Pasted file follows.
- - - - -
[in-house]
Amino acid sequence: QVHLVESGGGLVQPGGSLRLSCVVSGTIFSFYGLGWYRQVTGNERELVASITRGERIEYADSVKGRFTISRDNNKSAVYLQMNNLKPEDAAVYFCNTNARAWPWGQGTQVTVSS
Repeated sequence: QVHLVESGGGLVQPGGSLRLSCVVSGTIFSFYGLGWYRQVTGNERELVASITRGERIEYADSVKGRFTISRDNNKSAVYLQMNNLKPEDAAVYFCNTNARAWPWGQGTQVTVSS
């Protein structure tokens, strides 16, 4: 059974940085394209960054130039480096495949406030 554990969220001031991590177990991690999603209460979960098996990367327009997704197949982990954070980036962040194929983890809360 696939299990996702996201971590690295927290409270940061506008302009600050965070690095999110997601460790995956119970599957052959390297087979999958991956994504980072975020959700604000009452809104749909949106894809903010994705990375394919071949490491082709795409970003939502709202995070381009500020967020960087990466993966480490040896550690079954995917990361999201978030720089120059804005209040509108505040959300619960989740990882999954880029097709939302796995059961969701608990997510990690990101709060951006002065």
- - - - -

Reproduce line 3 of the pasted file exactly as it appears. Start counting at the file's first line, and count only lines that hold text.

Repeated sequence: QVHLVESGGGLVQPGGSLRLSCVVSGTIFSFYGLGWYRQVTGNERELVASITRGERIEYADSVKGRFTISRDNNKSAVYLQMNNLKPEDAAVYFCNTNARAWPWGQGTQVTVSS